Friday, August 29th was my birthday, and I was positive it was going to be a great day. I would sail through my classes as quickly and smoothly as possible. Then, my mom would pick me up as soon as school ended and we would head to the DMV to get my driver’s permit before having dinner with my grandparents at the melting pot and opening presents. It was the perfect plan, but then I got an email I couldn’t ignore.
Sitting in class, I discovered that Sophie, after fighting cancer for a year, was going home for comfort care only. That meant there would be no more chemo, no more hospitals, no more surgery.
The rest of my day did go as planned. However, I wasn’t nearly as excited about turning 15 when I knew that for me, there would be many more birthdays, but for Sophie, there wouldn’t be any more. Sophie died the next day, August 30th, 2013.
The next few months were a whirlwind. I attended Sophie’s funeral and afterwards had to jump right back into school and everyday life. In April 2014, I heard from Sophie’s Dad about the Be Loud! Foundation, which is named after one of Sophie’s poems Be Loud. One line always stuck out to me, and it has been the desktop background on my tablet since I first saw it: “Be loud, And move with grace, Explode with light, Have no fear.”
I had no idea what that meant, but I did know that I wanted to be loud like Sophie. One thing you’ll notice about me is that I’m not a loud person. On almost every progress report I’ve received, I have multiple comments along the lines of “Alissa is usually quiet in class” or “I would like to see Alissa contribute more to in class discussions.” So I decided that in order to be loud, I would have to beat introversion. Introverts tend to be quieter and more reserved than other people, because they focus on internal thoughts and feelings instead of external stimulants. So I figured introversion was the reason I was seemingly unable to “be loud”. I told myself that junior year, I would speak up in class, I would force myself to go to school dances to socialize instead of staying in my room, and I would stop being quiet and introverted.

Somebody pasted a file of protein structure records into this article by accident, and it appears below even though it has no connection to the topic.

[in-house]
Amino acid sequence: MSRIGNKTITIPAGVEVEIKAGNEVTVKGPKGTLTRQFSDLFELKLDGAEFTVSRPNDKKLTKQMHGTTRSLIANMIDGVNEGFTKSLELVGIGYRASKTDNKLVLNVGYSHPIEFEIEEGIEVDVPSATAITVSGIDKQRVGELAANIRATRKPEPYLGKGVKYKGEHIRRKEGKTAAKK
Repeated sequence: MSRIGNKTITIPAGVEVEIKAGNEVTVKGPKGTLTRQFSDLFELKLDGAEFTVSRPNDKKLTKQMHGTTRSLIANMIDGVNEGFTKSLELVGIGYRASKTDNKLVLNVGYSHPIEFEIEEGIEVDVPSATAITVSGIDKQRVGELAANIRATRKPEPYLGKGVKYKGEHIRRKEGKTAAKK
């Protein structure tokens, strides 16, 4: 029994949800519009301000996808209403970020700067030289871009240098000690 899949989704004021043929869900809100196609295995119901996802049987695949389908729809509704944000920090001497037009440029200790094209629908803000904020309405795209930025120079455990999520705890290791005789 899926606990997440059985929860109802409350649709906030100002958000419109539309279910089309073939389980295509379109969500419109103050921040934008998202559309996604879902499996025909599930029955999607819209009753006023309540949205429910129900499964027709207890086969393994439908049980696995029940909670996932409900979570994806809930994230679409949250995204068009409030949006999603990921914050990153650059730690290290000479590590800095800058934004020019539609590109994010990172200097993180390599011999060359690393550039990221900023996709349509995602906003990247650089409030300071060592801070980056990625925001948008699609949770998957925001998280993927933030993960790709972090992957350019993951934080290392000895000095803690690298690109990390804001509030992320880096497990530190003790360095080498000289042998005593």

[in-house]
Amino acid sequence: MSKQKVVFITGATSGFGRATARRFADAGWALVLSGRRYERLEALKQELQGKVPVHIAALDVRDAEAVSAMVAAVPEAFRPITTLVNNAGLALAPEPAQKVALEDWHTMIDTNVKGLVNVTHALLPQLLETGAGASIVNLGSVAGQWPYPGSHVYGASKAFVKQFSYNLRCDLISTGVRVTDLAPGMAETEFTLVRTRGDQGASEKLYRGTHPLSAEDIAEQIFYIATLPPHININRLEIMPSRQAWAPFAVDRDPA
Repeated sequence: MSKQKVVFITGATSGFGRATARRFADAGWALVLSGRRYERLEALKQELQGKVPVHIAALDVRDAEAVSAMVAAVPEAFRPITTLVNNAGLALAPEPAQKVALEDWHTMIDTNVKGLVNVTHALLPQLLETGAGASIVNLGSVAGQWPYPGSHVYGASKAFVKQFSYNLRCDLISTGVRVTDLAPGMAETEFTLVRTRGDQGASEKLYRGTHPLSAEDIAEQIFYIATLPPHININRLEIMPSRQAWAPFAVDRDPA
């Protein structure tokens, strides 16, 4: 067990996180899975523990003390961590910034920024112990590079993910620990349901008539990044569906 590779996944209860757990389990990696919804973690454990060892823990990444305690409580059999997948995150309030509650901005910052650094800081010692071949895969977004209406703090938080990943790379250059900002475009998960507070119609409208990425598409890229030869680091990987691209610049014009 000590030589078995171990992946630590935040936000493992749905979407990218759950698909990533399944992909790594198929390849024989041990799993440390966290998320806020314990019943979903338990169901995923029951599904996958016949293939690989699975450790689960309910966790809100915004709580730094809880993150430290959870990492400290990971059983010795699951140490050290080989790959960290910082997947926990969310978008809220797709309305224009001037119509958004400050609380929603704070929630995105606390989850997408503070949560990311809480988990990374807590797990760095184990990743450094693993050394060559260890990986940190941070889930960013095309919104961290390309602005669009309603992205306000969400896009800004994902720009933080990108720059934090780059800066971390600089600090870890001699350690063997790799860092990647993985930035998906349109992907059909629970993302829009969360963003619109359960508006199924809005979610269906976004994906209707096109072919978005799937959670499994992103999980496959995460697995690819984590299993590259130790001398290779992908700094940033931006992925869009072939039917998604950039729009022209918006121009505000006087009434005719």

This plan failed horribly.
My idea of speaking up in class lasted for, at most, two weeks. After that, I reverted back to only speaking when I needed to. Going to school dances didn’t work out either. However, I didn’t begin to accept the fact that my plan wasn’t working until I was telling my teacher about how I was writing my junior speech about “beating introversion” during community dinner, and he told me that introversion wasn’t something you need to beat. That was when I decided I needed to get to the bottom of my problem, and figure out what it really meant to be loud.
I found myself in Sophie’s bedroom talking to her father about my junior speech. We got around to talking about Sophie’s poem and being loud. Sophie’s dad cleared up all of my confusion in just a few words. He said that being loud didn’t actually mean being loud and extroverted. Being loud is about being authentic. If you can be yourself, and be proud of yourself, you are being loud just by showing others it’s ok to just be you.
I’m still learning to be loud, but I now know that being “quiet” isn’t a flaw, it’s just the way my brain works. I was reading Sophie’s poem again, and I noticed a different line than the one I first latched onto. I think that this line sums up everything I’ve learned about myself, and is also the best advice I can give to all of you.
“Be yourself, Don’t hide away, Be joyous, Because you are you, Be loud”